"Regarding the holy Shi'a shrines in Karbala, Najaf, Kadhimiya and Samarra, we announce to the killers and terrorists that the great Iranian nation will not hesitate to protect holy shrines," Rouhani said in an address to a crowd on live TV.

He said many people had signed up to go to Iraq to fight, although he also said Iraqis of all sects were prepared to defend themselves: "Thanks be to God, I will tell the dear people of Iran that veterans and various forces - Sunnis, Shias and Kurds all over Iraq - are ready for sacrifice."

Iraqi troops are holding off Sunni fighters outside Samarra north of Baghdad, site of one of the main Shi'ite shrines. The fighters have vowed to carry their offensive south to Najaf and Kerbala, seats of Shi'ite Islam since the Middle Ages.

Saudi Arabia, the region's main Sunni power, said Iraq was hurtling towards civil war. Foreign Minister Prince Saud al-Faisal, in words clearly aimed at Iran and at Baghdad's Shi'ite rulers, deplored the prospect of "foreign intervention" and said governments need to meet "legitimate demands of the people".

Maliki's government has accused Saudi Arabia of promoting "genocide" by backing Sunni militants. Riyadh supports Sunni fighters in Syria but denies aiding ISIL.

The Baiji refinery is the fighters' immediate goal, the biggest source of fuel for domestic consumption in Iraq, which would give them a grip on energy supply in the north where the population has complained of fuel shortages.

The refinery was shut on Tuesday and foreign workers flown out by helicopter.

"The militants have managed to break into the refinery. Now they are in control of the production units, administration building and four watch towers. This is 75 percent of the refinery," an official speaking from inside the facility said.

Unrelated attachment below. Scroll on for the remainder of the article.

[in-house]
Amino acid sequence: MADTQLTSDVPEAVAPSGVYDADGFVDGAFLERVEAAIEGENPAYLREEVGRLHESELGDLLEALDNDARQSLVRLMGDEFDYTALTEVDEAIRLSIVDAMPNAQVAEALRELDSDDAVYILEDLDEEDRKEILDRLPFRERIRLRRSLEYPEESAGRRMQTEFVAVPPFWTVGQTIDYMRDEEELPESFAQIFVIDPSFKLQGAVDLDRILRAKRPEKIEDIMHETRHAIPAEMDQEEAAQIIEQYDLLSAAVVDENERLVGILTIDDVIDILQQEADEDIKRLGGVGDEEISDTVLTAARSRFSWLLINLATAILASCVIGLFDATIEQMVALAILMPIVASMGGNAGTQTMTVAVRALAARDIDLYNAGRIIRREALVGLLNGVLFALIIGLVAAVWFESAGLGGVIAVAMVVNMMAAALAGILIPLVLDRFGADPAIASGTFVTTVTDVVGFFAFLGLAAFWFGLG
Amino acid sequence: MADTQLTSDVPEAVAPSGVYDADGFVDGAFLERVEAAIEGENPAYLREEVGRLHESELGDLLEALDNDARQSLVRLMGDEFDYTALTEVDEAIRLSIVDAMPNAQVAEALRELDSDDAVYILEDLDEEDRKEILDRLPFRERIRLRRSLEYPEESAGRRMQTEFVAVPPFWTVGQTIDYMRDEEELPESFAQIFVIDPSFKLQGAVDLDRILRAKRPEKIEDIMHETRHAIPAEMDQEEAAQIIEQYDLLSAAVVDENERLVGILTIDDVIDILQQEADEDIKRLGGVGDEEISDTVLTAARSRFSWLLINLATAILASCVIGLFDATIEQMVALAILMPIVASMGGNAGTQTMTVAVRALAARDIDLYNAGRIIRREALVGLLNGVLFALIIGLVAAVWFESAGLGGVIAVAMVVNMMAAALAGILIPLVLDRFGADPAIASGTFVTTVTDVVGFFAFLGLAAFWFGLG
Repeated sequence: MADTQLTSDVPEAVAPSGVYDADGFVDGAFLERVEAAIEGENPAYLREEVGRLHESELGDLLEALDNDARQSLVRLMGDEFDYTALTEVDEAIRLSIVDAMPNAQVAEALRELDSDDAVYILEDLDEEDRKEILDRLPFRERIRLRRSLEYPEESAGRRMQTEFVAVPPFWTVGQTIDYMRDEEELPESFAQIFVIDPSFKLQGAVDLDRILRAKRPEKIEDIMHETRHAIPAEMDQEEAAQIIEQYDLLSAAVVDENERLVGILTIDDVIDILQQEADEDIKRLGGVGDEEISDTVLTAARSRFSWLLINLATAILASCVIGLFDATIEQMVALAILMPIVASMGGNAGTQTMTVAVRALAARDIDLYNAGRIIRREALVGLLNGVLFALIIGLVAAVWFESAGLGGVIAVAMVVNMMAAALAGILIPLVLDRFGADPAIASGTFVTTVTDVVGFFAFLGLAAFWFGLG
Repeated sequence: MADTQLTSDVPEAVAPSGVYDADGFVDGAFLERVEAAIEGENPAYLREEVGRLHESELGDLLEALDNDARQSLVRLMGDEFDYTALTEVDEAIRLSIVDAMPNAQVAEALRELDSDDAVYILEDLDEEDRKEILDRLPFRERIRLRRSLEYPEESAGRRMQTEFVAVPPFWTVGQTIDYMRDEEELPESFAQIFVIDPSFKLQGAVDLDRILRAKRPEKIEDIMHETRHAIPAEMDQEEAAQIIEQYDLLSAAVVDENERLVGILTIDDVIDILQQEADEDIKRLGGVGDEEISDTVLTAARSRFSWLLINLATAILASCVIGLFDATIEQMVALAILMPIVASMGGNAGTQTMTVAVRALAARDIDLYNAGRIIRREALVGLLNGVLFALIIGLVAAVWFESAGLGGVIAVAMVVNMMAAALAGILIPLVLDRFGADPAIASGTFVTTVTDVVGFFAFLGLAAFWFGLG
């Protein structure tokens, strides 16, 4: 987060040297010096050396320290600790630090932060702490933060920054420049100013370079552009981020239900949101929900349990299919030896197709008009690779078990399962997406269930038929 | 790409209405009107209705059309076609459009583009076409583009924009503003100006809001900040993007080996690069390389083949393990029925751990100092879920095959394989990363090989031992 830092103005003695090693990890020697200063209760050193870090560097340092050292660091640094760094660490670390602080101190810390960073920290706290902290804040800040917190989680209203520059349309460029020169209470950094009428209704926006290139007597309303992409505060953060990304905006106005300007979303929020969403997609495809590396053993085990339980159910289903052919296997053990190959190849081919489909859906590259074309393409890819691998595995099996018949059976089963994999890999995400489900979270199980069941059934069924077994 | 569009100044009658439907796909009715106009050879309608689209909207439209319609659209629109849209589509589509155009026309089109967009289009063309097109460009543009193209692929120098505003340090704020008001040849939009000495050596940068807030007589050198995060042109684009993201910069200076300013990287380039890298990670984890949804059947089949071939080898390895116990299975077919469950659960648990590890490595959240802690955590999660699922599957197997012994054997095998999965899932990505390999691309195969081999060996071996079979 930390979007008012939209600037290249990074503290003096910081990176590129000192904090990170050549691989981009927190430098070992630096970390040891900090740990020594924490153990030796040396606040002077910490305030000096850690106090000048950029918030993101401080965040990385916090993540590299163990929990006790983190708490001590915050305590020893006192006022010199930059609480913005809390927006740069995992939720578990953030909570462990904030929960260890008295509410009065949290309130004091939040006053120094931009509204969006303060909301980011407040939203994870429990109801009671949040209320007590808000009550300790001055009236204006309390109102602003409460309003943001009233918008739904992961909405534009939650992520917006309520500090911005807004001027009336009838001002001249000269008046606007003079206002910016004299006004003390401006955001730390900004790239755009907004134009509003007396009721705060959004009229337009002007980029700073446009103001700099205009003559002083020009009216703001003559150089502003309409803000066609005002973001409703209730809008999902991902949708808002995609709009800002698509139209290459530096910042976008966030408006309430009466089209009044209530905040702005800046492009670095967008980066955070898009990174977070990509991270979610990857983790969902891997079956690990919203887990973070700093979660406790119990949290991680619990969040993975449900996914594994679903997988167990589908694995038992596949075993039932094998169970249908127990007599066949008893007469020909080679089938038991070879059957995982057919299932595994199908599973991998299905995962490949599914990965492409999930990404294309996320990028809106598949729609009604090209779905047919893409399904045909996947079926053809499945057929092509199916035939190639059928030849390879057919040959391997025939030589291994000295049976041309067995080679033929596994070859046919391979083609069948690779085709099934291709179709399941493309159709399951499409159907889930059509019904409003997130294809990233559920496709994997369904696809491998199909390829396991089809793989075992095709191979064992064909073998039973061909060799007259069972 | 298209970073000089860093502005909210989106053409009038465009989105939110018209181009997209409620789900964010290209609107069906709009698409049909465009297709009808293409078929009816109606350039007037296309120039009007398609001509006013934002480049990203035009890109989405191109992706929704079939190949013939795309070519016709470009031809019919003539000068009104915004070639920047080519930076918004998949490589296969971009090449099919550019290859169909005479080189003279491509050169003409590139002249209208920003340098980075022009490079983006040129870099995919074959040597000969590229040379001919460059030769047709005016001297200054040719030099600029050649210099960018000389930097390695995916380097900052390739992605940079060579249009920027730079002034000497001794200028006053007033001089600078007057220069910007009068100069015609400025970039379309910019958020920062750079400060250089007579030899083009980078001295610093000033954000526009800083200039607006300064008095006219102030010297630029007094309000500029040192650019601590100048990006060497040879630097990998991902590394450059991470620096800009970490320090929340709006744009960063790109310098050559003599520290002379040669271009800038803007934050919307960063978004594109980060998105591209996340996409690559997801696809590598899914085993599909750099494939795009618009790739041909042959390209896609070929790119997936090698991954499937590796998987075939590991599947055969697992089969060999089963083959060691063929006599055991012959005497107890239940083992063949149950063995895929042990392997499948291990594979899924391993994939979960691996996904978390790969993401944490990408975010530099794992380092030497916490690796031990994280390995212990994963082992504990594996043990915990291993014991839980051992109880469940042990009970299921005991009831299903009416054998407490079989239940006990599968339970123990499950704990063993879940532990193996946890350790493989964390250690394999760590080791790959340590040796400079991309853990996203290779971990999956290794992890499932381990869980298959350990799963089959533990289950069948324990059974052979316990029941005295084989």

The government denied the refinery had fallen. Counter-terrorism spokesman Sabah Nouri insisted forces were still in control and had killed 50 to 60 fighters and burned six or seven insurgent vehicles after being attacked from three directions.

Oil prices rose on news the refinery was partly in rebel hands.

FROSTY MEETING

Last week's sudden advance by ISIL - a group that declares all Shi'ites to be heretics deserving death and has proudly distributed footage of its fighters gunning down prisoners lying prone in mass graves - is a test for Obama, who pulled U.S. troops out of Iraq in 2011.

Obama has ruled out sending back ground troops and U.S. officials have even spoken of cooperating with Tehran against the mutual enemy. However, the White House said more talks with Iran about dealing with the crisis in Iraq, which have taken place on the sidelines of meetings on Tehran's nuclear programme, are unlikely for the time being.

U.S. and other international officials insist Maliki must do more to address the widespread sense of political exclusion among Sunnis, the minority that ran Iraq until U.S. troops deposed dictator Saddam Hussein after the 2003 invasion.

U.S. Senate Majority Leader Harry Reid said he did not back sending U.S. troops into the conflict in Iraq, which he described as a "civil war".

Reid and three other congressional leaders - Senate Republican leader Mitch McConnell, House of Representatives Speaker John Boehner and House Democratic Leader Nancy Pelosi - are meeting Obama later on Wednesday.

Western countries fear an ISIL-controlled mini-state in Syria and Iraq could become a haven for militants who could then stage attacks around the globe.

In a rerun of previous failed efforts at bridging sectarian and ethnic divisions, Shi'ite, Sunni and Kurdish leaders met late on Tuesday behind closed doors. They later stood before cameras as Ibrahim al-Jaafari, a Shi'ite politician who held the post of prime minister before Maliki, read a statement.

"No terrorist powers represent any sect or religion," Jaafari said in the address, which included a broad promise of "reviewing the previous course" of Iraqi politics. Afterwards, most of the leaders, including Maliki and Usama al-Nujaifi, the leading Sunni present, walked away from each other in silence.

Though the joint statement said only those directly employed by the Iraqi state should bear arms, thousands of Shi'ite militiamen have been mobilised to defend Baghdad.

With battles now raging just an hour's drive north of the capital, Baghdad is on edge. The city of 7 million people saw fierce sectarian street fighting from 2006-2007 and is still divided into Sunni and Shi'ite districts, some protected by razor wire and concrete blast walls.

Addtional reporting by Ghazwan Hassan, Ahmed Rasheed, Ned Parker, Oliver Holmes, Mark Hosenball, Amena Bakr and Yara Bayoumi; Writing by Giles Elgood and David Stamp; Editing by Will Waterman and Robin Pomeroy